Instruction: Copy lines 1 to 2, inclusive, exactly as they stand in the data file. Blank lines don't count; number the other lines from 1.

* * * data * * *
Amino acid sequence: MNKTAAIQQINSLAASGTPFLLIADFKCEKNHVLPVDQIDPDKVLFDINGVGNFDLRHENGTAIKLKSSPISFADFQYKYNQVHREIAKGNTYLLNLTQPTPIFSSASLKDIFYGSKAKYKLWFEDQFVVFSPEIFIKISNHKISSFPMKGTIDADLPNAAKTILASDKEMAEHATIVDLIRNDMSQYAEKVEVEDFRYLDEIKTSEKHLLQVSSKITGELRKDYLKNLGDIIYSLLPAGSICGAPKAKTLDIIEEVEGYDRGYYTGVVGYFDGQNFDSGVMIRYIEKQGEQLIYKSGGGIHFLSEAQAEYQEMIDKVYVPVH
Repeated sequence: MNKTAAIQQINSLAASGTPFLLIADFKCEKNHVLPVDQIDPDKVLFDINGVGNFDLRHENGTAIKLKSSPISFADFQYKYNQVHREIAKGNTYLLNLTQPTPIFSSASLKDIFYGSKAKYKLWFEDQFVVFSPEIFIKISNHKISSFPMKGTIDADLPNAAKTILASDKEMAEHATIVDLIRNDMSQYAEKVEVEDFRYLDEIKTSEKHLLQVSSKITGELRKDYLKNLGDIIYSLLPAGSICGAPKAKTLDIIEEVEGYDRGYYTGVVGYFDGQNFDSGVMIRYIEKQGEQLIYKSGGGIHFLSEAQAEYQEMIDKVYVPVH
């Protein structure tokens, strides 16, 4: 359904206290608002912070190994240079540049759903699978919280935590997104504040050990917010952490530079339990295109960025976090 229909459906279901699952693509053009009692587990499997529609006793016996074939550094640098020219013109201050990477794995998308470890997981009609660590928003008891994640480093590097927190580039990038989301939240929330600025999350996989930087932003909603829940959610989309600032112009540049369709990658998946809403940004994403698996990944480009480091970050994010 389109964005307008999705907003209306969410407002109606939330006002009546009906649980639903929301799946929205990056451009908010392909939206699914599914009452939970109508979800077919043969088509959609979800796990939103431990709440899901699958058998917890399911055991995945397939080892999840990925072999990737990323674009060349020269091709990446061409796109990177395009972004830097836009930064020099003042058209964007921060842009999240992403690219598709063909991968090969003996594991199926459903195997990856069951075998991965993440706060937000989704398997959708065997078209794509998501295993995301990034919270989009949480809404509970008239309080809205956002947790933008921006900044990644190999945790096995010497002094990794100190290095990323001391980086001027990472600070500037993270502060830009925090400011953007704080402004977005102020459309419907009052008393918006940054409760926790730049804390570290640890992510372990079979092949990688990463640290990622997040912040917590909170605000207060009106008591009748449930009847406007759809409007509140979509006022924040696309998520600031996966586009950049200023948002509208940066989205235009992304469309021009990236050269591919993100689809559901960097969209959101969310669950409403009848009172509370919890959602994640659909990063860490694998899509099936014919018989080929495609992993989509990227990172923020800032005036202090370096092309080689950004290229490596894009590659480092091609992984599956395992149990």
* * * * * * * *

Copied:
Amino acid sequence: MNKTAAIQQINSLAASGTPFLLIADFKCEKNHVLPVDQIDPDKVLFDINGVGNFDLRHENGTAIKLKSSPISFADFQYKYNQVHREIAKGNTYLLNLTQPTPIFSSASLKDIFYGSKAKYKLWFEDQFVVFSPEIFIKISNHKISSFPMKGTIDADLPNAAKTILASDKEMAEHATIVDLIRNDMSQYAEKVEVEDFRYLDEIKTSEKHLLQVSSKITGELRKDYLKNLGDIIYSLLPAGSICGAPKAKTLDIIEEVEGYDRGYYTGVVGYFDGQNFDSGVMIRYIEKQGEQLIYKSGGGIHFLSEAQAEYQEMIDKVYVPVH
Repeated sequence: MNKTAAIQQINSLAASGTPFLLIADFKCEKNHVLPVDQIDPDKVLFDINGVGNFDLRHENGTAIKLKSSPISFADFQYKYNQVHREIAKGNTYLLNLTQPTPIFSSASLKDIFYGSKAKYKLWFEDQFVVFSPEIFIKISNHKISSFPMKGTIDADLPNAAKTILASDKEMAEHATIVDLIRNDMSQYAEKVEVEDFRYLDEIKTSEKHLLQVSSKITGELRKDYLKNLGDIIYSLLPAGSICGAPKAKTLDIIEEVEGYDRGYYTGVVGYFDGQNFDSGVMIRYIEKQGEQLIYKSGGGIHFLSEAQAEYQEMIDKVYVPVH